The Ryzen 5 7500F is AMD's most affordable Zen 4-based CPU, though it's still a bit of an elusive offering, in this review we'll be comparing it against its chief rival, the Intel Core i5-13400F.
When it's time for a CPU upgrade, it's crucial to assess your system and consider your specific needs first. In this article we ask five questions as a guide to assist you in choosing a new processor.
It's time for a classic AMD vs. Intel head-to-head gaming battle, comparing the Ryzen 7 7800X3D against the Core i7-13700K, both high performance CPUs and a close match in terms of pricing.
Following our series of CPU & GPU scaling benchmarks, it's time for a comparison between Intel's new Core i5-13400 and the tried and true AMD Ryzen 7 5700X.
In this explainer we support with data why testing CPU performance with a GPU bottleneck is a bad idea, so you can have a full understanding of our testing methods when reviewing CPUs.
The Core i5-13500 is Intel's new $250 offering, packing 14 cores, 20 threads and 35.5 MB cache. This is an interesting CPU that packs the larger L3 cache capacity of the Raptor Lake i5's for less.
The previous generation version of the Core i3-13100 was one of our favorite budget CPUs, so we're keen to see what this updated 13th-gen version has to offer.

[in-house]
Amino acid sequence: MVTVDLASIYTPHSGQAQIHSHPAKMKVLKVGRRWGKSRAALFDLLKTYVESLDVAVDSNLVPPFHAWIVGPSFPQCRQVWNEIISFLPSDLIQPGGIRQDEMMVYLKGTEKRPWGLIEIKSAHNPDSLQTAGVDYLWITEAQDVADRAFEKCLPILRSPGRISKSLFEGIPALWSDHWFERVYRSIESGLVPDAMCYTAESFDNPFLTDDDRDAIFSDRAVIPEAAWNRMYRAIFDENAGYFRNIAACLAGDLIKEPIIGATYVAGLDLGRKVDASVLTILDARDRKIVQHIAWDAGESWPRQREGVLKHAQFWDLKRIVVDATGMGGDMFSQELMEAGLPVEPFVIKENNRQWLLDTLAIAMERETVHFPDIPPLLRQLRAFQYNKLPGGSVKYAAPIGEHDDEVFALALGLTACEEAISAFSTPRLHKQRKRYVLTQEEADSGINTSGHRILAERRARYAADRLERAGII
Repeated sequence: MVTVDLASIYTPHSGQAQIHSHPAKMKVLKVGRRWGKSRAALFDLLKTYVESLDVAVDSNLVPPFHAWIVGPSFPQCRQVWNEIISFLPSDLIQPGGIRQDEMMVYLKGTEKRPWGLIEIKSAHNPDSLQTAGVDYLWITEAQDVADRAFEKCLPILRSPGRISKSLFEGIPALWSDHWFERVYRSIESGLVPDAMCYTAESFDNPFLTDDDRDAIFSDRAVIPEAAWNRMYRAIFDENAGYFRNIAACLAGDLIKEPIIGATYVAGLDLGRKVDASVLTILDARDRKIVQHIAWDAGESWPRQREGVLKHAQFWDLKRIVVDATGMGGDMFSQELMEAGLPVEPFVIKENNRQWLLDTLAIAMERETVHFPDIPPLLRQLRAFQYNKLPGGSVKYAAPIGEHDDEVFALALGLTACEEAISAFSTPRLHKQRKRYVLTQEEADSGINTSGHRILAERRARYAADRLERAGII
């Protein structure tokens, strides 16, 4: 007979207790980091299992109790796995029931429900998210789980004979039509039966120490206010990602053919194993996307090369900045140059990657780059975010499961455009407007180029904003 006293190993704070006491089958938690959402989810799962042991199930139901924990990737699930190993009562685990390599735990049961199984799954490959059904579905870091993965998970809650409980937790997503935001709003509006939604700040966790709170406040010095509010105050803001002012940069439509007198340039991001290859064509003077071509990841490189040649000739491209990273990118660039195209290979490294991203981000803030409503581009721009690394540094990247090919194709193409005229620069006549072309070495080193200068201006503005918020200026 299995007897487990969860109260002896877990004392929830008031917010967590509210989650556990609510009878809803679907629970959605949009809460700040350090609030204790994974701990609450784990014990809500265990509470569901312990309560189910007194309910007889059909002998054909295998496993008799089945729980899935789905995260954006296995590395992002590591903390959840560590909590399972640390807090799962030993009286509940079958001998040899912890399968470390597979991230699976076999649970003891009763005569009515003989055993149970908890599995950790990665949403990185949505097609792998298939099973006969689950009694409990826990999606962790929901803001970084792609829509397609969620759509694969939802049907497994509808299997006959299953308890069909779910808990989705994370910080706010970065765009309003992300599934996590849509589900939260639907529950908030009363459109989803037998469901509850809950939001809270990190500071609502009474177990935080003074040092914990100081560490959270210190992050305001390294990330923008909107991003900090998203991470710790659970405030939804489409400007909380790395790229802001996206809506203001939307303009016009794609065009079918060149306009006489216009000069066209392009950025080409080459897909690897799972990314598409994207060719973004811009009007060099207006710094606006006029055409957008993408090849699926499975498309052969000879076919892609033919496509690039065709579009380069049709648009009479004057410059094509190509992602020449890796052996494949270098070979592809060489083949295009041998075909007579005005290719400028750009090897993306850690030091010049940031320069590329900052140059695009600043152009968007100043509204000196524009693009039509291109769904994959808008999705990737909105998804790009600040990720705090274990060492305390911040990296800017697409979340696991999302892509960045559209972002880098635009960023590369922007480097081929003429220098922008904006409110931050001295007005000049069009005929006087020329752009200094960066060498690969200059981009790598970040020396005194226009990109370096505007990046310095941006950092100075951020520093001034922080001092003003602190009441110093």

Time for a massive benchmark comparison between the Ryzen 5 7600X and Core i5-13600K, covering 54 games across three resolutions using the GeForce RTX 4090.
In context: A couple of weeks ago we posted an update looking into how AMD's Zen 4 CPU launch fared and today we're back with a similar preliminar analysis, but this time looking at Intel's Raptor Lake launch. These are the two big CPU launches of 2022 and after examining some of the numbers, it's pretty clear that one release has gone a lot better than the other.
Every few years new processors with ever-higher demands for energy are launched. Is 250W for a CPU too high? Should any GPU need 450W? Let's peel off the heatsinks to look at the truth behind power numbers.